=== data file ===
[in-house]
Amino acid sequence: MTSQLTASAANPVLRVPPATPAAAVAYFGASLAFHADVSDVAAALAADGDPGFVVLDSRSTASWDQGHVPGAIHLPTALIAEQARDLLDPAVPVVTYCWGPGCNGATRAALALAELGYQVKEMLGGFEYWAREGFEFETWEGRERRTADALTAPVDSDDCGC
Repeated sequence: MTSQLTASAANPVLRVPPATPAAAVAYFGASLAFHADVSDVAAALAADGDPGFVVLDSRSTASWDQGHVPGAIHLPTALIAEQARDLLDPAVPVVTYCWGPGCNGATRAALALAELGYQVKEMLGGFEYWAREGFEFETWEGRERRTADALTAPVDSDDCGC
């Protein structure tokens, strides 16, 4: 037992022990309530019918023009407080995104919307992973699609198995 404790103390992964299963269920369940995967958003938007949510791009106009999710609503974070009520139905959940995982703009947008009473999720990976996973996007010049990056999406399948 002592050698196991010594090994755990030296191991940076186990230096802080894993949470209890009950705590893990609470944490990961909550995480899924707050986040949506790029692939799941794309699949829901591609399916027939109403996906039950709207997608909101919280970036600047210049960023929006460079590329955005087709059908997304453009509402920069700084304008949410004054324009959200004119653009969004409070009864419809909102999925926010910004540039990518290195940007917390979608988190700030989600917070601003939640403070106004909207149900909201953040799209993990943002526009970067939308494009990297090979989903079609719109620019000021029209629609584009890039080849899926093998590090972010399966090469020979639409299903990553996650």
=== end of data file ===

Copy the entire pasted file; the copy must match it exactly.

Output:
[in-house]
Amino acid sequence: MTSQLTASAANPVLRVPPATPAAAVAYFGASLAFHADVSDVAAALAADGDPGFVVLDSRSTASWDQGHVPGAIHLPTALIAEQARDLLDPAVPVVTYCWGPGCNGATRAALALAELGYQVKEMLGGFEYWAREGFEFETWEGRERRTADALTAPVDSDDCGC
Repeated sequence: MTSQLTASAANPVLRVPPATPAAAVAYFGASLAFHADVSDVAAALAADGDPGFVVLDSRSTASWDQGHVPGAIHLPTALIAEQARDLLDPAVPVVTYCWGPGCNGATRAALALAELGYQVKEMLGGFEYWAREGFEFETWEGRERRTADALTAPVDSDDCGC
């Protein structure tokens, strides 16, 4: 037992022990309530019918023009407080995104919307992973699609198995 404790103390992964299963269920369940995967958003938007949510791009106009999710609503974070009520139905959940995982703009947008009473999720990976996973996007010049990056999406399948 002592050698196991010594090994755990030296191991940076186990230096802080894993949470209890009950705590893990609470944490990961909550995480899924707050986040949506790029692939799941794309699949829901591609399916027939109403996906039950709207997608909101919280970036600047210049960023929006460079590329955005087709059908997304453009509402920069700084304008949410004054324009959200004119653009969004409070009864419809909102999925926010910004540039990518290195940007917390979608988190700030989600917070601003939640403070106004909207149900909201953040799209993990943002526009970067939308494009990297090979989903079609719109620019000021029209629609584009890039080849899926093998590090972010399966090469020979639409299903990553996650």